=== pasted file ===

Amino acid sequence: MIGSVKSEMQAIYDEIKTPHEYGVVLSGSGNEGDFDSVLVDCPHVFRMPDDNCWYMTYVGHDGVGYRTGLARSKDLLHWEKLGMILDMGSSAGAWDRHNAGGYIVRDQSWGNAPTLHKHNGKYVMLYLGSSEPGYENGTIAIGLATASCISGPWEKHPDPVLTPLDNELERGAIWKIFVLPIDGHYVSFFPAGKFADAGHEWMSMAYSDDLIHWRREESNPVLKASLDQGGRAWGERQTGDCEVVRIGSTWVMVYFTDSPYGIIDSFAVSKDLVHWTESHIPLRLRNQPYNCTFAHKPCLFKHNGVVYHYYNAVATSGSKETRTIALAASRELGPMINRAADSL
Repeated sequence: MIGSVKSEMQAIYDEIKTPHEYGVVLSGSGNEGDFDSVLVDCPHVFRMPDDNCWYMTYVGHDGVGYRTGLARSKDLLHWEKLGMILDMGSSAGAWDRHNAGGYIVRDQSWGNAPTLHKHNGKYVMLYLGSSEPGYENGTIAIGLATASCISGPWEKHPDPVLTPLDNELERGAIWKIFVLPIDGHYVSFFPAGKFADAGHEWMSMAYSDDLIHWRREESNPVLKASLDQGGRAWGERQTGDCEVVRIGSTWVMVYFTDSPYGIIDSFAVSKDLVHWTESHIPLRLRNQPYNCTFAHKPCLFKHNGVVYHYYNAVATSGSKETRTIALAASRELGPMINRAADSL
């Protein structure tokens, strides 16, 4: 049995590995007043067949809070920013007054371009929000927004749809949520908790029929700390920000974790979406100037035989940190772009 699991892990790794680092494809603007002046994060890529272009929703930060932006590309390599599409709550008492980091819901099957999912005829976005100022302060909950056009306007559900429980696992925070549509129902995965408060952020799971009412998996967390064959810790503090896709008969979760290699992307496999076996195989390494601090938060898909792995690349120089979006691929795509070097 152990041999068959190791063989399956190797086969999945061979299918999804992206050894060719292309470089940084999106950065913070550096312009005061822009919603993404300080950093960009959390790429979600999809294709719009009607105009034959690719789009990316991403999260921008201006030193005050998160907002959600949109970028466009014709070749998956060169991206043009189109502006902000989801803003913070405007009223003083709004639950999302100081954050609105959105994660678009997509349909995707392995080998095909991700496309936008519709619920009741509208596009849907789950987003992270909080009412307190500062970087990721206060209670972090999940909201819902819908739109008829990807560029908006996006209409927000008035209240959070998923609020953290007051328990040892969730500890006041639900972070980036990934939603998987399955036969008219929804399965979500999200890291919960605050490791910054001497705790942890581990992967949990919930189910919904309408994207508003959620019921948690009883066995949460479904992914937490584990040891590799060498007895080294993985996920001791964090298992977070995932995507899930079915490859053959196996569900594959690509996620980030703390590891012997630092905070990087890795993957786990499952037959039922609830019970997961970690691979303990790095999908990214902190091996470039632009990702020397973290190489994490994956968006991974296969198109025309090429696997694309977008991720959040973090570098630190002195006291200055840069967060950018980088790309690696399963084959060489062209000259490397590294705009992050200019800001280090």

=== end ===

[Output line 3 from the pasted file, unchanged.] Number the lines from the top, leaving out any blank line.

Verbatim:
């Protein structure tokens, strides 16, 4: 049995590995007043067949809070920013007054371009929000927004749809949520908790029929700390920000974790979406100037035989940190772009 699991892990790794680092494809603007002046994060890529272009929703930060932006590309390599599409709550008492980091819901099957999912005829976005100022302060909950056009306007559900429980696992925070549509129902995965408060952020799971009412998996967390064959810790503090896709008969979760290699992307496999076996195989390494601090938060898909792995690349120089979006691929795509070097 152990041999068959190791063989399956190797086969999945061979299918999804992206050894060719292309470089940084999106950065913070550096312009005061822009919603993404300080950093960009959390790429979600999809294709719009009607105009034959690719789009990316991403999260921008201006030193005050998160907002959600949109970028466009014709070749998956060169991206043009189109502006902000989801803003913070405007009223003083709004639950999302100081954050609105959105994660678009997509349909995707392995080998095909991700496309936008519709619920009741509208596009849907789950987003992270909080009412307190500062970087990721206060209670972090999940909201819902819908739109008829990807560029908006996006209409927000008035209240959070998923609020953290007051328990040892969730500890006041639900972070980036990934939603998987399955036969008219929804399965979500999200890291919960605050490791910054001497705790942890581990992967949990919930189910919904309408994207508003959620019921948690009883066995949460479904992914937490584990040891590799060498007895080294993985996920001791964090298992977070995932995507899930079915490859053959196996569900594959690509996620980030703390590891012997630092905070990087890795993957786990499952037959039922609830019970997961970690691979303990790095999908990214902190091996470039632009990702020397973290190489994490994956968006991974296969198109025309090429696997694309977008991720959040973090570098630190002195006291200055840069967060950018980088790309690696399963084959060489062209000259490397590294705009992050200019800001280090």